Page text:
What is the most interesting part of the class? “When people start to go over how many codes there are. We go through the book and start to laugh at the sheer number of codes. Some of the e-codes which students learn to talk about how accidents happen. Students like to go through the book reading and skimming through the book and laughing at a number of codes and what the codes can stand for.”
Why should a student choose your class? “a number of opportunities you have as a coder are huge. It can be a part-time or full-time career; you can do it from a doctor’s office, a hospital or even from your own home. If you put the work in for long enough you can create your own business and work full time from home.
For any additional information, visit us online at www.ach.edu or call us at (951) 729-5320 or (323) 585-9000
American College of Healthcare and Technology has two convenient locations.
Our Huntington Park offers the follow programs: Medical Assistant, Medical Billing & Coding, Veterinary Assistant, and Massage Therapy & Physical Therapy Aide.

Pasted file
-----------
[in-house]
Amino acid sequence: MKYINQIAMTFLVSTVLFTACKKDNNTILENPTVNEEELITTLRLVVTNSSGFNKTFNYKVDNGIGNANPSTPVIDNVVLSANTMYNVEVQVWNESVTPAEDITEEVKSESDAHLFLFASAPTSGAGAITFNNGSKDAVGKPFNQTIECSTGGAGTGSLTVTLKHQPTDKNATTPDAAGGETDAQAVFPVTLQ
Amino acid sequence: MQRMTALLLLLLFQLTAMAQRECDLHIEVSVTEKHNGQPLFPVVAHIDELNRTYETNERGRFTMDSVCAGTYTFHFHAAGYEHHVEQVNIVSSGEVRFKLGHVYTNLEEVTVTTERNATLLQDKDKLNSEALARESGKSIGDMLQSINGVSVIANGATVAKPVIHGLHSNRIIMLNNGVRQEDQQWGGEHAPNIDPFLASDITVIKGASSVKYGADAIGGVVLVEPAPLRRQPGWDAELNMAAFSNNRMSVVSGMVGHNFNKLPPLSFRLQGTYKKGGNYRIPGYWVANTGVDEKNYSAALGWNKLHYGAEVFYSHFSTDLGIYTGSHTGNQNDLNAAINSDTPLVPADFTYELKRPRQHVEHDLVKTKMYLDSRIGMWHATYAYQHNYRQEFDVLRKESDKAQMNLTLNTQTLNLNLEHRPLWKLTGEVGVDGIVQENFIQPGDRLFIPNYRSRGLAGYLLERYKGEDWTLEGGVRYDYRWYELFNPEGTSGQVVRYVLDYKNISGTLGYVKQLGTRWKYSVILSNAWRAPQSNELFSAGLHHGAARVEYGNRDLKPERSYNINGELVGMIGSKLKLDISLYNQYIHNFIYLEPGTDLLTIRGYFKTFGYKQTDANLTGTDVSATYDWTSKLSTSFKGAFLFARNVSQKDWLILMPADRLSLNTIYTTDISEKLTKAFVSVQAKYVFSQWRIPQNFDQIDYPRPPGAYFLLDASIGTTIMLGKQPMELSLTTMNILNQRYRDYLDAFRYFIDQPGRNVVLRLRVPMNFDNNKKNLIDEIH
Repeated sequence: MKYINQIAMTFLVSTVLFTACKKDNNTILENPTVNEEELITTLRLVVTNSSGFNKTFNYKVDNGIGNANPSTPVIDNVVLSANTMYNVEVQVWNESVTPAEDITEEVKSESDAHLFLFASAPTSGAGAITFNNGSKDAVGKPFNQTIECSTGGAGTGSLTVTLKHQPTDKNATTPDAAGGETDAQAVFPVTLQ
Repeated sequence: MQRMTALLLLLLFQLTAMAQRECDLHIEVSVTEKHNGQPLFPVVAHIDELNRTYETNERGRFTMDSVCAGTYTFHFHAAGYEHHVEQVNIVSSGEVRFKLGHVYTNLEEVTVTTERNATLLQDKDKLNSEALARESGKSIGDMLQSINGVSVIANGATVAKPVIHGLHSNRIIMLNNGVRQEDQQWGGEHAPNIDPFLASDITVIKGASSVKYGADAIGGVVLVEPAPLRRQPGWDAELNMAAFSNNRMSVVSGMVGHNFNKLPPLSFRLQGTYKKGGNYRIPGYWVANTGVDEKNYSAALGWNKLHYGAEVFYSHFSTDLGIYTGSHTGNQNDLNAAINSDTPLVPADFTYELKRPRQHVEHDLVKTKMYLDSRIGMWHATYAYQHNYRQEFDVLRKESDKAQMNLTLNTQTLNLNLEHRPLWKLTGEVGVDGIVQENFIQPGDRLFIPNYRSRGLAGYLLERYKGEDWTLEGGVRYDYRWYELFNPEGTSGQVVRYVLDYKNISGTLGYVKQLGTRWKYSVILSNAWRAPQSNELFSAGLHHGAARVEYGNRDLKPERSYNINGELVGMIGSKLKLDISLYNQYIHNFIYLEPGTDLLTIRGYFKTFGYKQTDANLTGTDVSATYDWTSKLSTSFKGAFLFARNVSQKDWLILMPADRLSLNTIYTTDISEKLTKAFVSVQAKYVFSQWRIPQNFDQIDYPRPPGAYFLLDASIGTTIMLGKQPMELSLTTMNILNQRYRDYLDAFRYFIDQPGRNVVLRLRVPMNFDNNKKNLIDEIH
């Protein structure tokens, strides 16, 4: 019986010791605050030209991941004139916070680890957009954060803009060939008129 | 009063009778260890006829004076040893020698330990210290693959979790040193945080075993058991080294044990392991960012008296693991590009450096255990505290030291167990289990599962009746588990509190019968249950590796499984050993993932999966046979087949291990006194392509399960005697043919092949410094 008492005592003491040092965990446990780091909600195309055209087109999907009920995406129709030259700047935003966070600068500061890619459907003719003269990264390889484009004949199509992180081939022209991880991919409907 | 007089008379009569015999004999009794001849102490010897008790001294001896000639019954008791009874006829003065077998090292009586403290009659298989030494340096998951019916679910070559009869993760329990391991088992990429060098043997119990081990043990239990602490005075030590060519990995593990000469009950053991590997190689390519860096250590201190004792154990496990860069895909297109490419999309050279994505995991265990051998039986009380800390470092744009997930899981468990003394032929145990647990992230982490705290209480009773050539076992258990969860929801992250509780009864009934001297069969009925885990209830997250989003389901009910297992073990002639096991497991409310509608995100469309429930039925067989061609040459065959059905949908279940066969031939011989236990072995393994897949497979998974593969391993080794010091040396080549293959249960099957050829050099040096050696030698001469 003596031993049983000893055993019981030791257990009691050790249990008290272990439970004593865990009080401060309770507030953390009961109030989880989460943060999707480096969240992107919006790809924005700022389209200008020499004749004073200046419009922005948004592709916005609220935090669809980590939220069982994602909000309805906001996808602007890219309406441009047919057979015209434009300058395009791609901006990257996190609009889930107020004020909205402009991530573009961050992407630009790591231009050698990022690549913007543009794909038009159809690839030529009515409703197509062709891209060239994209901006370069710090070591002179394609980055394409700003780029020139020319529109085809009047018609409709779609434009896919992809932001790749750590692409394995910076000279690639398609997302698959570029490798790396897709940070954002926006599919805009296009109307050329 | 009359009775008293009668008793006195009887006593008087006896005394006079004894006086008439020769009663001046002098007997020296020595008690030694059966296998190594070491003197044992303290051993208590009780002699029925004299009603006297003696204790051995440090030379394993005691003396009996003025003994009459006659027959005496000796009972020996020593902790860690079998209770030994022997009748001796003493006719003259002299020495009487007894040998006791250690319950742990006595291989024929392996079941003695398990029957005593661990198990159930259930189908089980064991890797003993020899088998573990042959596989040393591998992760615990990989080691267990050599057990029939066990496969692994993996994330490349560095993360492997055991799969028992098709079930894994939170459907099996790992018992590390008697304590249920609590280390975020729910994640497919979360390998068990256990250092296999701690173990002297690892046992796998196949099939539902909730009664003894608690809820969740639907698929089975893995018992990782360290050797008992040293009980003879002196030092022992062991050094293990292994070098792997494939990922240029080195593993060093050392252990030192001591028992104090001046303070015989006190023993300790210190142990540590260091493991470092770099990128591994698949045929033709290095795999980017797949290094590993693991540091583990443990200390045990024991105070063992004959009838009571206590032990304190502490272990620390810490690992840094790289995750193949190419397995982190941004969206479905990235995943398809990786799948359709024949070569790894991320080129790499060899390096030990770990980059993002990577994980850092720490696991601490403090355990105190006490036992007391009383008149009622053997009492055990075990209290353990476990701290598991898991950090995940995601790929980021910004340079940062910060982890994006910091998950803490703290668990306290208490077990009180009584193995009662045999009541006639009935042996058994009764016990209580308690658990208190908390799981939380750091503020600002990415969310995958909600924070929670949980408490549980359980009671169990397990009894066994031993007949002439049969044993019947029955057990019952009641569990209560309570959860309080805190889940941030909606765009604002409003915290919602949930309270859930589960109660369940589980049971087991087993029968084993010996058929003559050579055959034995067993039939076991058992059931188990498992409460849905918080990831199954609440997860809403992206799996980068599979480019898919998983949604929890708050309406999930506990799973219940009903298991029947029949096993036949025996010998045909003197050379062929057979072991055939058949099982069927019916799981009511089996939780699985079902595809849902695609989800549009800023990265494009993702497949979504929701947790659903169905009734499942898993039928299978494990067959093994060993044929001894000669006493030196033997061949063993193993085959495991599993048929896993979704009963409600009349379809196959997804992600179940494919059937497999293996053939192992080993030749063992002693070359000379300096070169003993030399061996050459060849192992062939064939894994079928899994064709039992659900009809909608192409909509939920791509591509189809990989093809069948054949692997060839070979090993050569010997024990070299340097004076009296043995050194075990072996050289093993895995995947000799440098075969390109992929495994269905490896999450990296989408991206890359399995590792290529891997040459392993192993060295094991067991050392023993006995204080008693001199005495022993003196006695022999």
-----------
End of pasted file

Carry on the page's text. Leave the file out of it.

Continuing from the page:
Our Huntington Park campus proudly serves the following communities: Bell, Bell Gardens, Compton, Southgate, Los Angeles, Vernon, Maywood, Cudahy, Florence, South Central LA, Watts, Lynwood, City of industry, Lawndale, Paramount, Inglewood, Commerce, Downy, Norwalk, Santa Fe Springs, Carson, Long Beach, Bellflower, Pico Rivera, Montebello, Whittier, Gardena, Hawthorne, El Monte, La Puente, Monterrey Park.
Our Riverside campus offers the following programs: Medical Assistant, Medical Billing & Coding, Veterinary Assistant, Massage Therapy & Physical Therapy Aide, Dental Assistant, Surgical Technology, and Pharmacy Technician.
Our Riverside campus proudly serves the following communities: Corona, Moreno Valley, Norco, Lake Elsinore, Perris, La Sierra, Arlington, Jurupa Valley, Rialto, Pedley, Mira Loma, Rubidoux, Bloomington, Colton, San Bernardino, Redlands, Wildomar, Temecula, Murrieta, Loma Linda, Fontana, Grand Terrace, and Glen Avon.
11801 Pierce St., Suite 100
Riverside, California 92505
6606 Pacific Blvd, Suite 204
Huntington Park, California 90255